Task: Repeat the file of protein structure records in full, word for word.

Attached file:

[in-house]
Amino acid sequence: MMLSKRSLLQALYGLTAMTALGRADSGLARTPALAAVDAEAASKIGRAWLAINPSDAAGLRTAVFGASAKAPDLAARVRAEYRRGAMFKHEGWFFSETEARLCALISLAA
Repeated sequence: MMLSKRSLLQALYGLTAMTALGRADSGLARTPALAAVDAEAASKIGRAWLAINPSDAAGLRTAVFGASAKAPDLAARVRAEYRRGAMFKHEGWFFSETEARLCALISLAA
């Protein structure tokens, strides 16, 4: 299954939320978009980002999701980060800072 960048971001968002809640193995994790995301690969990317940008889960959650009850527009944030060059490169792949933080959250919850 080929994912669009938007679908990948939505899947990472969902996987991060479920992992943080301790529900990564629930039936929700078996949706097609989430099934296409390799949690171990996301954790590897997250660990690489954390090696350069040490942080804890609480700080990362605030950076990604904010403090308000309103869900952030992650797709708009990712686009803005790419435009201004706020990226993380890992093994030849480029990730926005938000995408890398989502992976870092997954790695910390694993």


[in-house]
Amino acid sequence: MMLSKRSLLQALYGLTAMTALGRADSGLARTPALAAVDAEAASKIGRAWLAINPSDAAGLRTAVFGASAKAPDLAARVRAEYRRGAMFKHEGWFFSETEARLCALISLAA
Repeated sequence: MMLSKRSLLQALYGLTAMTALGRADSGLARTPALAAVDAEAASKIGRAWLAINPSDAAGLRTAVFGASAKAPDLAARVRAEYRRGAMFKHEGWFFSETEARLCALISLAA
């Protein structure tokens, strides 16, 4: 299954939320978009980002999701980060800072 960048971001968002809640193995994790995301690969990317940008889960959650009850527009944030060059490169792949933080959250919850 080929994912669009938007679908990948939505899947990472969902996987991060479920992992943080301790529900990564629930039936929700078996949706097609989430099934296409390799949690171990996301954790590897997250660990690489954390090696350069040490942080804890609480700080990362605030950076990604904010403090308000309103869900952030992650797709708009990712686009803005790419435009201004706020990226993380890992093994030849480029990730926005938000995408890398989502992976870092997954790695910390694993």